By Beverly Demma, Export Solutions

The Department of Commerce added another round of entities to the Entity List that is maintained by Bureau of Industry and Security (“BIS”). The September 22, 2020 final rule published in the Federal Register release noted here, Federal Register Notice 2020-18909, documented the addition of forty-seven (47) new entities spanning multiple countries; specifically Canada, China, Hong Kong, Iran, Malaysia, Oman, Pakistan, Thailand, Turkey, United Arab Emirates (UAE), and the United Kingdom. All of the entities (companies or individuals) are suspected to be ‘acting contrary to the foreign policy and national security interests of the United States.’

In recent months we have seen the additions to the Entity List of thirty-eight of Huawei Technologies non-U.S. affiliates from accessing items produced domestically and abroad containing U.S. technology and software; to the eleven (11) entities expressly in China for their participation in human rights violation and abuses based on the repression of the Muslim minority group in the Xinjiang Uyghur Autonomous Region (XUAR) of China, and now the latest round which involves a myriad of concerns for the U.S., from the diversion of U.S.-origin unmanned aerial vehicle parts to Iran, the support of nuclear-related activities, purported non-compliance of the Iranian Transaction and Sanctions Regulations, and the involvement of several countries to illegally purchase Bell 412 helicopters for eventual shipment to FARCO Aviation MRO, an company currently listed on the Entity List.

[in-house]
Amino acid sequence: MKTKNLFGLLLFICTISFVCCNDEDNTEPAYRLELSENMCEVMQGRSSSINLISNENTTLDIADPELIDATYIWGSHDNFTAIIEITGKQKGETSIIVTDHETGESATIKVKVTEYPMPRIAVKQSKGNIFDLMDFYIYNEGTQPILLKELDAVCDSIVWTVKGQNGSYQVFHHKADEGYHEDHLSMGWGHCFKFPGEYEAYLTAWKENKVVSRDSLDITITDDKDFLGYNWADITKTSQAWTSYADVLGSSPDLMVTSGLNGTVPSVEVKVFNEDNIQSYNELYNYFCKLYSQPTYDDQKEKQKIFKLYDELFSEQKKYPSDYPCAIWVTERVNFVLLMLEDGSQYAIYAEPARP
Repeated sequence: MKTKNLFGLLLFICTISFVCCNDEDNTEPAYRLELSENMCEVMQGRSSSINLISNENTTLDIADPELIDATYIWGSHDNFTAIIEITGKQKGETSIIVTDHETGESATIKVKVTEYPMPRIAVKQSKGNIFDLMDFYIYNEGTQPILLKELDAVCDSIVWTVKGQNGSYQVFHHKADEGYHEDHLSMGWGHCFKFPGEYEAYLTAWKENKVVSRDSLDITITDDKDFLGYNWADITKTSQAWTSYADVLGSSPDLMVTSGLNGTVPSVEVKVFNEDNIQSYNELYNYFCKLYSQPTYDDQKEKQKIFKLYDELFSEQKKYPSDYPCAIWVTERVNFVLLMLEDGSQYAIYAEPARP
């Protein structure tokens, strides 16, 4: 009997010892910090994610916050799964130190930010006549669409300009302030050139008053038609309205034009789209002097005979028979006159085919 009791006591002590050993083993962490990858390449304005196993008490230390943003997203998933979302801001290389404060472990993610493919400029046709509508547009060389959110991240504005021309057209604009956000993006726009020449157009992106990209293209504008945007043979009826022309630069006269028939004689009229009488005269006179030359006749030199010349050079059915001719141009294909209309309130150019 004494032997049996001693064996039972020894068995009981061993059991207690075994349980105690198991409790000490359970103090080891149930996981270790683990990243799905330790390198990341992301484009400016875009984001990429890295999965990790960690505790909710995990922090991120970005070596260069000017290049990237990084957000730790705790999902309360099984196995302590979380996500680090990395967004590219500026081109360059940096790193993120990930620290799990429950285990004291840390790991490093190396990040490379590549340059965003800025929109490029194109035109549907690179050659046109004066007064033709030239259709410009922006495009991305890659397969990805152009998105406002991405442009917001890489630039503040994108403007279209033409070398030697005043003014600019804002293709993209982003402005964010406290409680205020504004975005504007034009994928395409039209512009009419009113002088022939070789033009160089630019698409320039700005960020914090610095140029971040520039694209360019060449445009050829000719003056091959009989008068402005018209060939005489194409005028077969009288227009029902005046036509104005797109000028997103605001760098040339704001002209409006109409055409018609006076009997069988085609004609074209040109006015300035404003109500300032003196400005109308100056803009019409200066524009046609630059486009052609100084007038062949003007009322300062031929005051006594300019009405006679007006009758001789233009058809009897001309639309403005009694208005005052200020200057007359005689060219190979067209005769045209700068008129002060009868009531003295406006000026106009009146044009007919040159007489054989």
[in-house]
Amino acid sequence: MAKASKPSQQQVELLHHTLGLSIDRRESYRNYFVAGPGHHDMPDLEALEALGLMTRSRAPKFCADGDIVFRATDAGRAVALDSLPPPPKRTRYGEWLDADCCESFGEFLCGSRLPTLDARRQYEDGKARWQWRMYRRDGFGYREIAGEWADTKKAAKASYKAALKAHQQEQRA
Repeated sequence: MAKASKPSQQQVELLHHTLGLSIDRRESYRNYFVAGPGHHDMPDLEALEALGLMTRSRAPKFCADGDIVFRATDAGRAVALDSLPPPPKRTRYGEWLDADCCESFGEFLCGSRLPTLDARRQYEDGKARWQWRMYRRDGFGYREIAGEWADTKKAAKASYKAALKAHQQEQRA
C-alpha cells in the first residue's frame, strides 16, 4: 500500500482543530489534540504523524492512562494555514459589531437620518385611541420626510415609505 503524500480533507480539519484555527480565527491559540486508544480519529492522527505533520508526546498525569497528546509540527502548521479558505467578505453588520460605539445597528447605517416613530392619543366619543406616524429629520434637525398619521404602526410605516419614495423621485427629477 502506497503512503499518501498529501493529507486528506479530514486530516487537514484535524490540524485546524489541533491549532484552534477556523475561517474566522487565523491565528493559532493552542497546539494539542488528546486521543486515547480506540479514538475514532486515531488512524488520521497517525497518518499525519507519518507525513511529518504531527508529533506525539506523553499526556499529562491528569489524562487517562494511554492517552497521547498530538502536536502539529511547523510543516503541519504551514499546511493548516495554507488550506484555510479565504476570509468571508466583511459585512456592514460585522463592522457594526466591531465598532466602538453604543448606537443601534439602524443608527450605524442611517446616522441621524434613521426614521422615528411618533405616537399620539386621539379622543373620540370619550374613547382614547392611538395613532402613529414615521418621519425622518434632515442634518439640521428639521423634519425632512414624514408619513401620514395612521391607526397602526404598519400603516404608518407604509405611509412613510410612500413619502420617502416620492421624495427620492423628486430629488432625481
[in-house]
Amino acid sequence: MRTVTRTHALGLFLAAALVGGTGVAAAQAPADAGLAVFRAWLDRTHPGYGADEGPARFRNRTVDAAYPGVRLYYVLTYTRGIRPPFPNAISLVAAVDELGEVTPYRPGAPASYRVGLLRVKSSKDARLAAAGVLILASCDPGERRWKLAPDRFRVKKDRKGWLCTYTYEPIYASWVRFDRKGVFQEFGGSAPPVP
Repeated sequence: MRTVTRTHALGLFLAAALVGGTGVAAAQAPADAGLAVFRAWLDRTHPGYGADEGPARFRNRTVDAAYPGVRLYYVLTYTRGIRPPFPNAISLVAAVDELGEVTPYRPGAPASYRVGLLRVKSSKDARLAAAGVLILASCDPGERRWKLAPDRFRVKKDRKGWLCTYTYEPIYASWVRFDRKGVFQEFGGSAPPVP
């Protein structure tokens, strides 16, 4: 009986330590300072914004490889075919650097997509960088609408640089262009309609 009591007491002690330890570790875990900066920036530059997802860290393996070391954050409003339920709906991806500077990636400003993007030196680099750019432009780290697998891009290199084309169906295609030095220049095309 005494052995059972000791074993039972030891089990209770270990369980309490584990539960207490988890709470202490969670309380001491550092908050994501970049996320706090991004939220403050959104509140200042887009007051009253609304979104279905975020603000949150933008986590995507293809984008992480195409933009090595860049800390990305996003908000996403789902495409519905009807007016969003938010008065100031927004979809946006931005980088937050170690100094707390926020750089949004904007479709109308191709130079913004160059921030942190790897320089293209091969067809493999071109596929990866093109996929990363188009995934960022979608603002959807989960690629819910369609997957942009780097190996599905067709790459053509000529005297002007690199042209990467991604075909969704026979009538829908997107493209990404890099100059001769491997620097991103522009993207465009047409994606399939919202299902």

As your company’s designated Trade Compliance Officer, who is bobbing up and down in that sea with a floating compliance iceberg ahead of you, what should you be doing to protect your company?

  1. Send this BLOG out to all functional areas that have any touch with an international transaction, (you know all the usual suspects – sales/marketing, engineering, management, etc).
  2. Review your compliance procedures to ensure they meet the standards BIS expects in an Export Compliance Program. If they are outdated, now is the time to make sure you have updated them to reflect the expected requirements.
  3. Evaluate how your company is processing Restricted Party Screenings. Does the application provide you enough data to determine if there is a screening ‘Alert’ that must be addressed and resolved before a transaction can be released?
  4. Then, you know that compliance training you’ve been putting off? Now is the time to bring everyone together and reiterate the risks to your company if due diligence – end-use statements, denied party screenings, licensing determinations – are not followed.
  5. Lastly, if you have shipments in transit on a carrier prior to the September 22nd update, that shipment may proceed to its destination under an approved license exception or without a license (an export or re-export released as No License Required (NLR)). Shipments made after that date will be subject to the conditions of the final rule.

Always remember if your company has questions needs compliance assistance, now is the time to claim your free, no-hassle consultation today!

Beverly Demma is a Sr. Consultant for Export Solutions -- a full-service consulting firm specializing in U.S. import and export regulations.